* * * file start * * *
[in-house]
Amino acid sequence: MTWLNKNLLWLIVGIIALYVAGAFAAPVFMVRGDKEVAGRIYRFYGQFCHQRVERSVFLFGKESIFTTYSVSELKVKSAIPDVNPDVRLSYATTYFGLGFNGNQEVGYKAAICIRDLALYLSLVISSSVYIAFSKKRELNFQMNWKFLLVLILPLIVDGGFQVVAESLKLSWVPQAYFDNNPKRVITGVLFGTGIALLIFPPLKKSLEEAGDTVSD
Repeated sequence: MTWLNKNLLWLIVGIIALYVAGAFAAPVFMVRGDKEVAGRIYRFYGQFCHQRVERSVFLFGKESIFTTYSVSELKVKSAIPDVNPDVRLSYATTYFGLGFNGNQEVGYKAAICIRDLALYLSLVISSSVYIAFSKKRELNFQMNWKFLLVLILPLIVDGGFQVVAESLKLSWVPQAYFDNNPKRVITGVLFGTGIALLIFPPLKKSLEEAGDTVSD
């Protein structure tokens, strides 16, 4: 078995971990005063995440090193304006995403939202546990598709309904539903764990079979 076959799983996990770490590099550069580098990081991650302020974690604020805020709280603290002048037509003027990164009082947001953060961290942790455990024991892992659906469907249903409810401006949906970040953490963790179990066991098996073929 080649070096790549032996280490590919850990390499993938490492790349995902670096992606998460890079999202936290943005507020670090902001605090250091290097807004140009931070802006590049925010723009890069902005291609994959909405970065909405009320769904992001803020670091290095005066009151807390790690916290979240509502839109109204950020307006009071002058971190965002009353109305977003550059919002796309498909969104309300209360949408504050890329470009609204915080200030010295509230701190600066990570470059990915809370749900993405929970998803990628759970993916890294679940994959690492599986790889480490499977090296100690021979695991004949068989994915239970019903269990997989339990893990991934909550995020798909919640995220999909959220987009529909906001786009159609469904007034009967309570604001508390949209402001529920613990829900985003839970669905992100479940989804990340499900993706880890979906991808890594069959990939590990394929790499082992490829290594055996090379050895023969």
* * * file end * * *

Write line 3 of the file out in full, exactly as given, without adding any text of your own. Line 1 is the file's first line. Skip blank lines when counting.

Repeated sequence: MTWLNKNLLWLIVGIIALYVAGAFAAPVFMVRGDKEVAGRIYRFYGQFCHQRVERSVFLFGKESIFTTYSVSELKVKSAIPDVNPDVRLSYATTYFGLGFNGNQEVGYKAAICIRDLALYLSLVISSSVYIAFSKKRELNFQMNWKFLLVLILPLIVDGGFQVVAESLKLSWVPQAYFDNNPKRVITGVLFGTGIALLIFPPLKKSLEEAGDTVSD